Antoine Doinel films, or the BBC's Up documentaries, each film was made almost ten years apart (so spanning nearly twenty years) using the same characters/actors, which is the time span I watched them in, but watching them back to back is equally rewarding. I think I responded to them so much because Jesse, played by Ethan Hawke, is the same age as me so its been interesting watching him age in the films the same rate as myself.
All three films are simplicity itself, consisting of nothing more than the two main characters walking around, talking about the meaning of life, flirting, loving, arguing. But herein lies their beauty, especially in the age of the mindless, CGI-laden blockbusters, the films come across as a breath of fresh air, and more akin to European cinema, in particular the films of Eric Rohmer. The three films have an intimacy, warmth and natural realism that's never mawkish. There's something innately cinematic about them too, perhaps surprising with their lack of special effects or flashy camera angles. I think it's about observing their relationship grow on screen and the cinema being a place of intimacy (all three films have been written by the director in collaboration with the two leads). With each successive film it's like catching up with old friends, and spending time with them is always a delight.
The first film, Before Sunrise, has the two attractive leads, American Jesse and French Celine (played by Julie Delpy), meeting on a train and deciding to disembark in Vienna to spend the day together. The natural spontaneity and obvious attraction between the two is immediately apparent as we follow them in (mostly) real time with long takes and unobtrusive camerawork. Each film ends on an ambiguous note; at the end of Sunrise we're not sure if they had sex or not. By Before Sunset, nine years later, we find out they did, as Celine turns up at a book reading by Jesse in Paris (at the Shakespeare & Co bookshop, where I once spent the night in 1995). The formula is the same as we follow them around Paris, catching up with what they have been up to for the last decade, and why they didn't meet a year later after they first met. I usually say my favourite ending of any film is Fat City, but Before Sunset comes close with Celine in her kitchen dancing to Nina Simone and saying to Jesse, 'You're gonna miss your plane, baby'. Jesse sits on the sofa with a grin as wide as a Cheshire Cat and says, 'I know'.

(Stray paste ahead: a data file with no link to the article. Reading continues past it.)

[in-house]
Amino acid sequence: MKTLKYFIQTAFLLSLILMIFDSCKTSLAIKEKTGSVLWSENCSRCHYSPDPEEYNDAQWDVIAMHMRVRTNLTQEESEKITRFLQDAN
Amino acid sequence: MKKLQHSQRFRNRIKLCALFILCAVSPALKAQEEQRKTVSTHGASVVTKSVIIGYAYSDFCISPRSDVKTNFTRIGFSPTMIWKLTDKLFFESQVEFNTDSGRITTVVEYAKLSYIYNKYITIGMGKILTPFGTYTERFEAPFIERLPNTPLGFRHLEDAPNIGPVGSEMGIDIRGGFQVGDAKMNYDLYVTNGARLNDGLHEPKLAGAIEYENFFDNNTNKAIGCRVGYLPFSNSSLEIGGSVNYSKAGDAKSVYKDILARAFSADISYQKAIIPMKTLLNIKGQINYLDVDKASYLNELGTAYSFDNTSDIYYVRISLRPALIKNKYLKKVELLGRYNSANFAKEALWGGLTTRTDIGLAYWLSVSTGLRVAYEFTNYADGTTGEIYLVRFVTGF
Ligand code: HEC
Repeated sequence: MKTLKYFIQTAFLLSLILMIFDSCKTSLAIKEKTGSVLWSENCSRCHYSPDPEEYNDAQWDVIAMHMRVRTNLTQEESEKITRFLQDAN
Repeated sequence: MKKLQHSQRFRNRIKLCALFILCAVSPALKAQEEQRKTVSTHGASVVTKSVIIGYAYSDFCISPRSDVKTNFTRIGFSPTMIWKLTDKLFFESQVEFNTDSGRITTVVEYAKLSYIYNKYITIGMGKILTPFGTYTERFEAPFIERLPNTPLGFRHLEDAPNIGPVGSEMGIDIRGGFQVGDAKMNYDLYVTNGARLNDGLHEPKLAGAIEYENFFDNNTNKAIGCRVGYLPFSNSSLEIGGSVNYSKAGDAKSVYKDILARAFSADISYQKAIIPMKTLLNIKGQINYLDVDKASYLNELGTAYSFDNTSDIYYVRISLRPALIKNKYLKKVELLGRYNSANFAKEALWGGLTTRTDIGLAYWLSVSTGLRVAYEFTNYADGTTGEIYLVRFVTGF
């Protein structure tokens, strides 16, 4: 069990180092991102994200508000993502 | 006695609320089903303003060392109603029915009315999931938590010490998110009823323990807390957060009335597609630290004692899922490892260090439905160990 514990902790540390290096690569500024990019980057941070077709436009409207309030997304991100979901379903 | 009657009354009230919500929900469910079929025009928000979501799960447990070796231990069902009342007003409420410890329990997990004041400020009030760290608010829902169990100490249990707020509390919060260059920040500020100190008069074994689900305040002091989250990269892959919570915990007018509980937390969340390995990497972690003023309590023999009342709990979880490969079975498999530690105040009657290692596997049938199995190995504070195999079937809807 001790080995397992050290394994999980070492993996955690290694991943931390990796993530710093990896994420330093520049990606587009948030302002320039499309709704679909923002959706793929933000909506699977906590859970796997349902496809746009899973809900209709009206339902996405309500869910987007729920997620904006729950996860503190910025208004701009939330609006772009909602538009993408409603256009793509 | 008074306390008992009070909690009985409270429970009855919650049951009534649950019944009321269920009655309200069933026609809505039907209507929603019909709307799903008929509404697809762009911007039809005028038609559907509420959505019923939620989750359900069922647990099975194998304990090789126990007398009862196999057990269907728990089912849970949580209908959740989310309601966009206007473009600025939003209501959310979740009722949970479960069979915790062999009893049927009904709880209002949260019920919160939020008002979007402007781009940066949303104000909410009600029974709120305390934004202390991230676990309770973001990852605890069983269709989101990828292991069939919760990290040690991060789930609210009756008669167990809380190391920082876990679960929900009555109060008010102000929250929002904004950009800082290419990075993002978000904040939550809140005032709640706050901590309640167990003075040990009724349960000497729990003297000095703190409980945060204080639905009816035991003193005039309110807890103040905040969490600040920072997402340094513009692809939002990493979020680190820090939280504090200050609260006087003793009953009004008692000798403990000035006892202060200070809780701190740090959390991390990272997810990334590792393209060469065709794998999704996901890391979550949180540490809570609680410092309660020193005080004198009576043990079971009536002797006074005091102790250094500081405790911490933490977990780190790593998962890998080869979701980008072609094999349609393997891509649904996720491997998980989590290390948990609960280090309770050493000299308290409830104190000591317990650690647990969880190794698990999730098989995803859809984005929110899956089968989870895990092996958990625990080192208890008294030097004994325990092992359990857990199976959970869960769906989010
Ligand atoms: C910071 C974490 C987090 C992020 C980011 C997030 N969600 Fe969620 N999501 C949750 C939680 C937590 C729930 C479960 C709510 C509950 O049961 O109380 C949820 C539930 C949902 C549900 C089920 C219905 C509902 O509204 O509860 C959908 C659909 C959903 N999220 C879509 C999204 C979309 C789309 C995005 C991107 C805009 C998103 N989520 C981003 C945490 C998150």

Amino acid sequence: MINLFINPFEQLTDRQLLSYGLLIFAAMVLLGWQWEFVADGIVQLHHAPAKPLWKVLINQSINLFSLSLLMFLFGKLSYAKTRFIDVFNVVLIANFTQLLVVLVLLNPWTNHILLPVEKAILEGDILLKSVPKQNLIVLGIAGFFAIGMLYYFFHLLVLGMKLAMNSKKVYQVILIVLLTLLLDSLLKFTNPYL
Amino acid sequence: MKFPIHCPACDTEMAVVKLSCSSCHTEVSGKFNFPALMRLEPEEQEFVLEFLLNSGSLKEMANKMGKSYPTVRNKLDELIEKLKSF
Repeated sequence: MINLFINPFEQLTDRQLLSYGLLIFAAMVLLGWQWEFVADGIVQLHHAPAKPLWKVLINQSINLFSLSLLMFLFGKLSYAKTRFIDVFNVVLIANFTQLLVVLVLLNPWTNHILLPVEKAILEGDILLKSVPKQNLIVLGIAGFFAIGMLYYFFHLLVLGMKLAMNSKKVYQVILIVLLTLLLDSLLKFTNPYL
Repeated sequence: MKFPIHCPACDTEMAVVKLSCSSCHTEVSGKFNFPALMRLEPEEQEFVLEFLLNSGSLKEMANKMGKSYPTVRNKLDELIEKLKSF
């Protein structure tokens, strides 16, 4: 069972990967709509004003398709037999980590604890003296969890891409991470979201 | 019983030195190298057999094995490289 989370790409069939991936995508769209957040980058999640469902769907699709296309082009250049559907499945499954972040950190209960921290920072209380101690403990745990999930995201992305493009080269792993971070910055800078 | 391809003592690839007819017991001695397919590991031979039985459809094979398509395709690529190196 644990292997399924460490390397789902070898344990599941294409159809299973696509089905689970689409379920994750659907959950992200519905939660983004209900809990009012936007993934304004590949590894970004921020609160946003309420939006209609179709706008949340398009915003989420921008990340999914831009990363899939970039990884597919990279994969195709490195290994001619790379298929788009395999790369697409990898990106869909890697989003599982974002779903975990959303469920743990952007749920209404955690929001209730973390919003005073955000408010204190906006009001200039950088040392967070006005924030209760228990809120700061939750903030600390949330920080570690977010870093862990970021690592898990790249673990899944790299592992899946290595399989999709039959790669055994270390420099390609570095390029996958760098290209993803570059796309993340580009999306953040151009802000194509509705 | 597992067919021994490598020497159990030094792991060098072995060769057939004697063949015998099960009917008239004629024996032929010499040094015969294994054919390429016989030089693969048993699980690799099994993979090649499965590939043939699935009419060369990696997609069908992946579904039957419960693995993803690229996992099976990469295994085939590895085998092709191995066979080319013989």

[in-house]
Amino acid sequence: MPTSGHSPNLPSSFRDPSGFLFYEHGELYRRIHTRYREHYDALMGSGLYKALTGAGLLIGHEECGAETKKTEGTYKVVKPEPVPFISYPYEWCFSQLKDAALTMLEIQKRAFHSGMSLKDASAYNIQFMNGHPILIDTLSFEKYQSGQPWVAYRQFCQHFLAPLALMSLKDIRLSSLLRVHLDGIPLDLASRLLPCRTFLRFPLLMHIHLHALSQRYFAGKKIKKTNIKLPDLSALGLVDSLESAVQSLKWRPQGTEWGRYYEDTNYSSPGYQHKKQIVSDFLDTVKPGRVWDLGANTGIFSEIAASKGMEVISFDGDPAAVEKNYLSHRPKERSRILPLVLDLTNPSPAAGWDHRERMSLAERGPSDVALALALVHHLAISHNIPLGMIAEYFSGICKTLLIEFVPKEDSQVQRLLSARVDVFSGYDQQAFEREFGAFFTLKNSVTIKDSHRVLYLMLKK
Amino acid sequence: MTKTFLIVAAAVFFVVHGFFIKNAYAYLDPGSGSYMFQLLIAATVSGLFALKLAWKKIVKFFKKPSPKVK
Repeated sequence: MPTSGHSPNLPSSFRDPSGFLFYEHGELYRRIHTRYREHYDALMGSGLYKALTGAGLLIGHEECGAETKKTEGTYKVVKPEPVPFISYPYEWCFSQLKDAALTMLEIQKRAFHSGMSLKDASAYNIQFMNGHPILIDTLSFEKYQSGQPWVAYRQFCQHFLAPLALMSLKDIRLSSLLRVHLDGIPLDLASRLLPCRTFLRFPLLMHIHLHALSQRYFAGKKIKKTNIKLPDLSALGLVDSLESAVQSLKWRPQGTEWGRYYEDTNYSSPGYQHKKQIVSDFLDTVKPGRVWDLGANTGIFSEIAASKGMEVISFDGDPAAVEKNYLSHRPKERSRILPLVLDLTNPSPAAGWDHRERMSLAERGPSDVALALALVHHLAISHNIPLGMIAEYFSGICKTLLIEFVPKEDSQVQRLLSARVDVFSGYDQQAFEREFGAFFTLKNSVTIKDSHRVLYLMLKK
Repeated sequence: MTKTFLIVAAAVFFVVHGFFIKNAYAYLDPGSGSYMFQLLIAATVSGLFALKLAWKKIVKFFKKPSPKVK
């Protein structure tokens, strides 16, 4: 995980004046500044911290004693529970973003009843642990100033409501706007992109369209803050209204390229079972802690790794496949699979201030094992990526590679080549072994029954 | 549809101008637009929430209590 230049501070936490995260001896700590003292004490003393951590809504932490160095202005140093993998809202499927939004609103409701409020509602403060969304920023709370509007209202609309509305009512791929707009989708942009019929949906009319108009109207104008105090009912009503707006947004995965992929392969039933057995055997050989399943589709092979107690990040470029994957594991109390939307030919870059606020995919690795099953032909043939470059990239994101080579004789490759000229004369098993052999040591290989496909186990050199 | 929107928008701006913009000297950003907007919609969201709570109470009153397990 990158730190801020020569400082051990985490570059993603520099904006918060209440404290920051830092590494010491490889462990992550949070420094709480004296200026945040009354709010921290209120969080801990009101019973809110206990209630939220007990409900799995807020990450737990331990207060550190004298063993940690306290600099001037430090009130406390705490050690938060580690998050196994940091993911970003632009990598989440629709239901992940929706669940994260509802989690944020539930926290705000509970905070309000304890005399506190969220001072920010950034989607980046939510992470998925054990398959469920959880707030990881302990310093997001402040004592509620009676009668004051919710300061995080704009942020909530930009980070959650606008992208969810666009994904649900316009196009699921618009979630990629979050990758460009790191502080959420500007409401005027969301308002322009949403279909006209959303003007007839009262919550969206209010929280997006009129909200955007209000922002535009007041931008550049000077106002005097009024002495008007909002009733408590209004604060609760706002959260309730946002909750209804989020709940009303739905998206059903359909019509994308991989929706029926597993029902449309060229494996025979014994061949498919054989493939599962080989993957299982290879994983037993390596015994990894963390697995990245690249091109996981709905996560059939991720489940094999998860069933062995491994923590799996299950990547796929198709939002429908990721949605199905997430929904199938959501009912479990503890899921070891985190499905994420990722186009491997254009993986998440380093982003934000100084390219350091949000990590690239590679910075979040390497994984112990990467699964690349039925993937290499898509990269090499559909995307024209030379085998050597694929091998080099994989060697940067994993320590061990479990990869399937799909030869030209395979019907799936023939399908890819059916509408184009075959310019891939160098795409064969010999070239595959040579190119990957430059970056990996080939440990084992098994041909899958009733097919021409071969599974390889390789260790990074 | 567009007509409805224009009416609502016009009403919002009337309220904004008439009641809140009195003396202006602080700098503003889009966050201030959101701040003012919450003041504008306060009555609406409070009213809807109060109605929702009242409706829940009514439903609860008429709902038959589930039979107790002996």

Nine years later we find out soon enough what's happened, as we meet Jesse's son from a previous marriage and the twin daughters he's had with Celine. I don't know what's wrong with me but seeing Jesse and Celine still together after all these years bought tears to my eyes, even if they do argue a lot of the time. The film follows the now-familiar pattern of walking and talking, this time on a Greek island, where the topics are now more pragmatic than romantic. Nevertheless, the film ends again on an ambiguous but positive and romantic note.
* A pretentious reference to Celine and Julie go Boating, Jacques Rivette's 1974 film set in Paris, the setting for Before Sunset, where Celine and Jesse do actually board a boat; presumably Celine and Julie do too.